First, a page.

But, of course, there’s also great information about Mungo Man and Mungo Lady and the Aboriginal heritage of the region. There are often Indigenous rangers here who you can have a chat with.

Behind the visitor centre is the Meeting Place, an outdoor area that was designed as somewhere that traditional owners and other groups could meet for discussions and other events. A key feature is the recreation of the footprints that were found here 20,000 years ago.

Mungo Woolshed

Next to the visitor centre is the Mungo Woolshed, a legacy of the time before this area was a national park and it was used by farmers to graze their sheep.

The woolshed was built in 1869 and, at its peak, would’ve had about 18 men working here, shearing over 50,000 sheep in a season. It’s an impressive building, constructed with local cypress pine, and has been well looked after and restored.

Mungo Woolshed, Mungo National Park
Inside the large Mungo Woolshed near the Visitor Centre

There are detailed information signs inside and there’s a lot to learn. It’s an important part of Mungo’s history – particularly when you consider that all the sheep contributed to the erosion that ultimately revealed the most important artefacts here.

Zanci Pastoralist Loop

To find out more about this farming history, you can take the Zanci Pastoral Track, a 7-kilometre loop trail that connects the Mungo Woolshed with the Zanci Homestead, another wooden structure from the pastoralist era.

The Zanci Homestead also has a woolshed, along with other buildings from a time when the people who lived here needed to be self-sufficient for months on end. The information signs have a lot of interesting detail.

Zanci Homestead, Mungo National Park
Some of the pastoralist heritage at the Zanci Homestead

You can walk the loop but I would recommend only doing that in the cooler parts of the day. It’s also a good cycle route, if you have a bike.

Alternatively, you can drive to the Zanci Homestead along the main road if you just want to have a look at it.

Mungo Foreshore Walk

For a shorter walk, you can do just the start of the Zanci Pastoralist Loop, which is a trail called the Foreshore Walk. It’s just 2.5 kilometres long and leaves from the Visitor Centre.

This walk goes along the ancient shoreline of Lake Mungo and gives you a sense of the variety of landscapes in the park. It’ll climb over a low red dune and into the wooded sand country.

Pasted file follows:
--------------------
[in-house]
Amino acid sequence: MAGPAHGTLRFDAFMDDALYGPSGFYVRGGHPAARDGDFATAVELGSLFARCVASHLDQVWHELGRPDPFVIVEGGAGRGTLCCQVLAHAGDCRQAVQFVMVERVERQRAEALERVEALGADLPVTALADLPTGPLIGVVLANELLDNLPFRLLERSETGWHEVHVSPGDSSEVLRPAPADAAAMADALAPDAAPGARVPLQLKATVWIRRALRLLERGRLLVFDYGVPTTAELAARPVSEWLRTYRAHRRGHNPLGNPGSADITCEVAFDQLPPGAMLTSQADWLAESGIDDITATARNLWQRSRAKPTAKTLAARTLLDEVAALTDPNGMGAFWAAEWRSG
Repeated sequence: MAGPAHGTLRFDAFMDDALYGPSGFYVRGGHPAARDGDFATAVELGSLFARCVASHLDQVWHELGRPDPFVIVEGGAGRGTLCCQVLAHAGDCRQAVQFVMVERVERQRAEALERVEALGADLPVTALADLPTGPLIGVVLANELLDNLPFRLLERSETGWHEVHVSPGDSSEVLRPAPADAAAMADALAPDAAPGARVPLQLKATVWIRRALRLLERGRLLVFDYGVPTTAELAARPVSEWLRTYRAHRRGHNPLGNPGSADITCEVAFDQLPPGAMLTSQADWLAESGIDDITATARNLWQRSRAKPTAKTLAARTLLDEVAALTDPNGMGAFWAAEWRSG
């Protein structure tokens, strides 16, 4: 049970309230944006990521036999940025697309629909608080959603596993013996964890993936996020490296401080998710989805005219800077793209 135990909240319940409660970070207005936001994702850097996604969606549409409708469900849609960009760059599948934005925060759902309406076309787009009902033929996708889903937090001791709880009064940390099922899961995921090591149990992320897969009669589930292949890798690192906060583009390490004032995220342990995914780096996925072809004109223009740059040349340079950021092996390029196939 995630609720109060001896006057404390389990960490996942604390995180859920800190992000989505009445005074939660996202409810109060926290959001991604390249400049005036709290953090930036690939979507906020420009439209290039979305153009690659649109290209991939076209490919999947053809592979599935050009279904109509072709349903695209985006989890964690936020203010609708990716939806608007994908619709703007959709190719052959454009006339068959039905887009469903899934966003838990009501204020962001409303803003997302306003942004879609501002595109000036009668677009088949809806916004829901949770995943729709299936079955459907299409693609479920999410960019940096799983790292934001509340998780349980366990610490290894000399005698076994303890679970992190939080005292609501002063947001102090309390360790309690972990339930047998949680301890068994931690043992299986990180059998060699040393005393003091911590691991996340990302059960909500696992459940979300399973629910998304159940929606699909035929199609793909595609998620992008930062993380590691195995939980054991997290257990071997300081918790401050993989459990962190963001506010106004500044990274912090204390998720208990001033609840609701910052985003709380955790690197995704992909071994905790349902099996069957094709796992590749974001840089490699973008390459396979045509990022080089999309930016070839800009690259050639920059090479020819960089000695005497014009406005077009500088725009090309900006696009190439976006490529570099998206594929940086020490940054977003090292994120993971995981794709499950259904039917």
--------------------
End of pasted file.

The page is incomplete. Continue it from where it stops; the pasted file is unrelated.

Foreshore Walk, Mungo National Park
The beginning of the Foreshore Walk through some the park’s landscapes

Even though it’s not too long, it’s still best not to walk the trail in the heat of the middle of the day. It’s a nice way to start the morning, though.

The Walls of China

The highlight of Mungo National Park is undoubtedly the Walls of China. This is the name given to the ancient lake shore on the other side from the Visitor Centre, where the sandy bank has been eroded by wind and rain over thousands of years.

What remains are incredible sandy sculptures that look like mountains, podiums, ravines, and cliffs. It’s in here that the Mungo Man and Lady were found.

Walls of China, Mungo National Park
Looking from the public viewing platform to the Walls of China

It’s also here that artefacts are constantly found, as I mentioned earlier. There are little bits of tools and weapons, as well as ancient animal bones, that are revealed all the time as the top layers of sand are taken away by the weather.

The area is a called a ‘lunette’ because of it crescent shape – but it’s aptly named because it also feels a bit like walking on the surface of the moon, with the white sand and strange formations.

Walls of China, Mungo National Park
The sand formations created by erosion on the Walls of China

There is a boardwalk that takes you to the start of the lunette, with great views and information panels. But you can’t go any further on your own. However, you can walk on the sand as part of a guided tour.

There are usually tours each day (at different times) from the Visitor Centre with an Indigenous ranger, who will be able to tell you all about the heritage of the site.

Walls of China, Mungo National Park
Walking on the lunette at sunset with a guided tour

There are also sunset tours you can do with a guide from Mungo Lodge. These will take you onto the lunette in time to get some great photos as the landscape turns orange then pink as the sun goes down.

The Mungo Track

A lot of visitors who come for the day don’t do the Mungo Track, but I really think this is one of the best things to do at Mungo National Park, after a tour of the Walls of China. Please don’t skip it!

The Mungo Track is a 70-kilometre-long road that loops from the visitor centre, up over the lunette, around the back of the sand dunes, and then back to the visitor centre through some of the pastoralist heritage.

Mungo Track, Mungo National Park
Driving the 70-kilometre-long Mungo Track